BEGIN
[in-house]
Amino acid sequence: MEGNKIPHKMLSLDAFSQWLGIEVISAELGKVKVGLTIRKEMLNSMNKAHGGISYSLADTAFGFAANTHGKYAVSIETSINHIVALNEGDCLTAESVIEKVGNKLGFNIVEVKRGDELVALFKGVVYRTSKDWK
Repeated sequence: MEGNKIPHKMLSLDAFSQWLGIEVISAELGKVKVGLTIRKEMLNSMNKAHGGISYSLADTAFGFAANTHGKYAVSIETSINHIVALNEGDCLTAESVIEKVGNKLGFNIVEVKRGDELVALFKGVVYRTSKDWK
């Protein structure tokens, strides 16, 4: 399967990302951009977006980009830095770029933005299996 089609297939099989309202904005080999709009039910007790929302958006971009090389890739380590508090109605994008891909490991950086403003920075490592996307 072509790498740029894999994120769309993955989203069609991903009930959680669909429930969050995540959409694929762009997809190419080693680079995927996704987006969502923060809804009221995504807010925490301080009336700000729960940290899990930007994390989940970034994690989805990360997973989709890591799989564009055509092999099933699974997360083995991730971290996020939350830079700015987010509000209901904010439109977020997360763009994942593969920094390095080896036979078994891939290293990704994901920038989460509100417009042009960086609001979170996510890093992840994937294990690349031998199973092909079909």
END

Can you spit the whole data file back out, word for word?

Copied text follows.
[in-house]
Amino acid sequence: MEGNKIPHKMLSLDAFSQWLGIEVISAELGKVKVGLTIRKEMLNSMNKAHGGISYSLADTAFGFAANTHGKYAVSIETSINHIVALNEGDCLTAESVIEKVGNKLGFNIVEVKRGDELVALFKGVVYRTSKDWK
Repeated sequence: MEGNKIPHKMLSLDAFSQWLGIEVISAELGKVKVGLTIRKEMLNSMNKAHGGISYSLADTAFGFAANTHGKYAVSIETSINHIVALNEGDCLTAESVIEKVGNKLGFNIVEVKRGDELVALFKGVVYRTSKDWK
């Protein structure tokens, strides 16, 4: 399967990302951009977006980009830095770029933005299996 089609297939099989309202904005080999709009039910007790929302958006971009090389890739380590508090109605994008891909490991950086403003920075490592996307 072509790498740029894999994120769309993955989203069609991903009930959680669909429930969050995540959409694929762009997809190419080693680079995927996704987006969502923060809804009221995504807010925490301080009336700000729960940290899990930007994390989940970034994690989805990360997973989709890591799989564009055509092999099933699974997360083995991730971290996020939350830079700015987010509000209901904010439109977020997360763009994942593969920094390095080896036979078994891939290293990704994901920038989460509100417009042009960086609001979170996510890093992840994937294990690349031998199973092909079909």